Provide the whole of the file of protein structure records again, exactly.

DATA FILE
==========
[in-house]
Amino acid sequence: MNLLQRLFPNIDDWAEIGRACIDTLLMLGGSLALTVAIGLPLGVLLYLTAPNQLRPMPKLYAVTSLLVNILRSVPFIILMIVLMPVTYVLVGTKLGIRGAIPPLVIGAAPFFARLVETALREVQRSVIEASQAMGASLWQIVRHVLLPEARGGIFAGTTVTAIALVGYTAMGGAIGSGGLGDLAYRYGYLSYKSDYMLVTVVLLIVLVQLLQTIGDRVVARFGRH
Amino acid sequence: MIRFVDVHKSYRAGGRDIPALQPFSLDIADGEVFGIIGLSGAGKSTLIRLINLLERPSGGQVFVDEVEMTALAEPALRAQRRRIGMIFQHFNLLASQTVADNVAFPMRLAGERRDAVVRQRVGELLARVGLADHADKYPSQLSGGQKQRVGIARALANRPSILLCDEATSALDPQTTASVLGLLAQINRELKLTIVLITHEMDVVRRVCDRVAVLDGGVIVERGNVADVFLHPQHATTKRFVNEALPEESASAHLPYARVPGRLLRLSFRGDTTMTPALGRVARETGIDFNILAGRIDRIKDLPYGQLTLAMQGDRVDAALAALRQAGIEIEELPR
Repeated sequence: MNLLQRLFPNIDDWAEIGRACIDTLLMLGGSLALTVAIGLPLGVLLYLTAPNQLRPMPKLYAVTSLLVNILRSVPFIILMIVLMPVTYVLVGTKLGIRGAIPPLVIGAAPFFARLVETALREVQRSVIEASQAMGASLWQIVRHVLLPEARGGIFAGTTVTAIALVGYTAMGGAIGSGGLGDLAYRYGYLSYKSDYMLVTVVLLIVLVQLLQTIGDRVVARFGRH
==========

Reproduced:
[in-house]
Amino acid sequence: MNLLQRLFPNIDDWAEIGRACIDTLLMLGGSLALTVAIGLPLGVLLYLTAPNQLRPMPKLYAVTSLLVNILRSVPFIILMIVLMPVTYVLVGTKLGIRGAIPPLVIGAAPFFARLVETALREVQRSVIEASQAMGASLWQIVRHVLLPEARGGIFAGTTVTAIALVGYTAMGGAIGSGGLGDLAYRYGYLSYKSDYMLVTVVLLIVLVQLLQTIGDRVVARFGRH
Amino acid sequence: MIRFVDVHKSYRAGGRDIPALQPFSLDIADGEVFGIIGLSGAGKSTLIRLINLLERPSGGQVFVDEVEMTALAEPALRAQRRRIGMIFQHFNLLASQTVADNVAFPMRLAGERRDAVVRQRVGELLARVGLADHADKYPSQLSGGQKQRVGIARALANRPSILLCDEATSALDPQTTASVLGLLAQINRELKLTIVLITHEMDVVRRVCDRVAVLDGGVIVERGNVADVFLHPQHATTKRFVNEALPEESASAHLPYARVPGRLLRLSFRGDTTMTPALGRVARETGIDFNILAGRIDRIKDLPYGQLTLAMQGDRVDAALAALRQAGIEIEELPR
Repeated sequence: MNLLQRLFPNIDDWAEIGRACIDTLLMLGGSLALTVAIGLPLGVLLYLTAPNQLRPMPKLYAVTSLLVNILRSVPFIILMIVLMPVTYVLVGTKLGIRGAIPPLVIGAAPFFARLVETALREVQRSVIEASQAMGASLWQIVRHVLLPEARGGIFAGTTVTAIALVGYTAMGGAIGSGGLGDLAYRYGYLSYKSDYMLVTVVLLIVLVQLLQTIGDRVVARFGRH